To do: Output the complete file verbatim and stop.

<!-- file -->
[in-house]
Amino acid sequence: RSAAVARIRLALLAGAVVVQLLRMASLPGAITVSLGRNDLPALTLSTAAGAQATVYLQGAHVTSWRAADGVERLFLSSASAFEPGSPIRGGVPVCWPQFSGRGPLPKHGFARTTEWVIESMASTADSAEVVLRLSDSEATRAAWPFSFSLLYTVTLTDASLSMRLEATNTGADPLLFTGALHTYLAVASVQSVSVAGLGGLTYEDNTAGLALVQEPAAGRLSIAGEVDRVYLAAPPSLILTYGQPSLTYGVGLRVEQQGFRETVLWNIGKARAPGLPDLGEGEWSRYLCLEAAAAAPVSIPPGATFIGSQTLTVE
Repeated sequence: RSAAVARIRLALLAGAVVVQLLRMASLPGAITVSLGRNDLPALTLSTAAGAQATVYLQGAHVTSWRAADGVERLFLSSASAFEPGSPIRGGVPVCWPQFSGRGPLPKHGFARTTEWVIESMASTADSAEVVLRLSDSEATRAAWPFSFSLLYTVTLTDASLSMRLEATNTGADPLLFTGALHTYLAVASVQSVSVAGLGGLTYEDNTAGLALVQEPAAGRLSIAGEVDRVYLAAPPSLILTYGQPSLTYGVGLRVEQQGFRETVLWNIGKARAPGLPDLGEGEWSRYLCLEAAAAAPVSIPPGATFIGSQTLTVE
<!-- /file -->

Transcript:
[in-house]
Amino acid sequence: RSAAVARIRLALLAGAVVVQLLRMASLPGAITVSLGRNDLPALTLSTAAGAQATVYLQGAHVTSWRAADGVERLFLSSASAFEPGSPIRGGVPVCWPQFSGRGPLPKHGFARTTEWVIESMASTADSAEVVLRLSDSEATRAAWPFSFSLLYTVTLTDASLSMRLEATNTGADPLLFTGALHTYLAVASVQSVSVAGLGGLTYEDNTAGLALVQEPAAGRLSIAGEVDRVYLAAPPSLILTYGQPSLTYGVGLRVEQQGFRETVLWNIGKARAPGLPDLGEGEWSRYLCLEAAAAAPVSIPPGATFIGSQTLTVE
Repeated sequence: RSAAVARIRLALLAGAVVVQLLRMASLPGAITVSLGRNDLPALTLSTAAGAQATVYLQGAHVTSWRAADGVERLFLSSASAFEPGSPIRGGVPVCWPQFSGRGPLPKHGFARTTEWVIESMASTADSAEVVLRLSDSEATRAAWPFSFSLLYTVTLTDASLSMRLEATNTGADPLLFTGALHTYLAVASVQSVSVAGLGGLTYEDNTAGLALVQEPAAGRLSIAGEVDRVYLAAPPSLILTYGQPSLTYGVGLRVEQQGFRETVLWNIGKARAPGLPDLGEGEWSRYLCLEAAAAAPVSIPPGATFIGSQTLTVE